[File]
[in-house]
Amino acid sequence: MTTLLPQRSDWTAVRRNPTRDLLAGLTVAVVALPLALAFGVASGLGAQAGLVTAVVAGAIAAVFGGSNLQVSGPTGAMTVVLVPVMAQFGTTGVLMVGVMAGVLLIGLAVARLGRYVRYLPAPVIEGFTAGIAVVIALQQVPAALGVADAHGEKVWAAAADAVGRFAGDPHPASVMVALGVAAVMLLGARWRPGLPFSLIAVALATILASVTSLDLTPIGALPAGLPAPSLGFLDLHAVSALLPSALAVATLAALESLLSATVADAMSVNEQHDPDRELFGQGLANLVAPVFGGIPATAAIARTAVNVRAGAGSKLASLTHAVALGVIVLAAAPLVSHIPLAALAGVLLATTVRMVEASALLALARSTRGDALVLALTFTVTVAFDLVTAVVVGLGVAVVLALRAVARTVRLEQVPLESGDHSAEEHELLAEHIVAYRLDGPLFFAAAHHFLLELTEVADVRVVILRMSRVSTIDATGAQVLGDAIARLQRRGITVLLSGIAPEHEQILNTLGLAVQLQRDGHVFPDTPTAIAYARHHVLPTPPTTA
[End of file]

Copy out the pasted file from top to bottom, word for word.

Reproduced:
[in-house]
Amino acid sequence: MTTLLPQRSDWTAVRRNPTRDLLAGLTVAVVALPLALAFGVASGLGAQAGLVTAVVAGAIAAVFGGSNLQVSGPTGAMTVVLVPVMAQFGTTGVLMVGVMAGVLLIGLAVARLGRYVRYLPAPVIEGFTAGIAVVIALQQVPAALGVADAHGEKVWAAAADAVGRFAGDPHPASVMVALGVAAVMLLGARWRPGLPFSLIAVALATILASVTSLDLTPIGALPAGLPAPSLGFLDLHAVSALLPSALAVATLAALESLLSATVADAMSVNEQHDPDRELFGQGLANLVAPVFGGIPATAAIARTAVNVRAGAGSKLASLTHAVALGVIVLAAAPLVSHIPLAALAGVLLATTVRMVEASALLALARSTRGDALVLALTFTVTVAFDLVTAVVVGLGVAVVLALRAVARTVRLEQVPLESGDHSAEEHELLAEHIVAYRLDGPLFFAAAHHFLLELTEVADVRVVILRMSRVSTIDATGAQVLGDAIARLQRRGITVLLSGIAPEHEQILNTLGLAVQLQRDGHVFPDTPTAIAYARHHVLPTPPTTA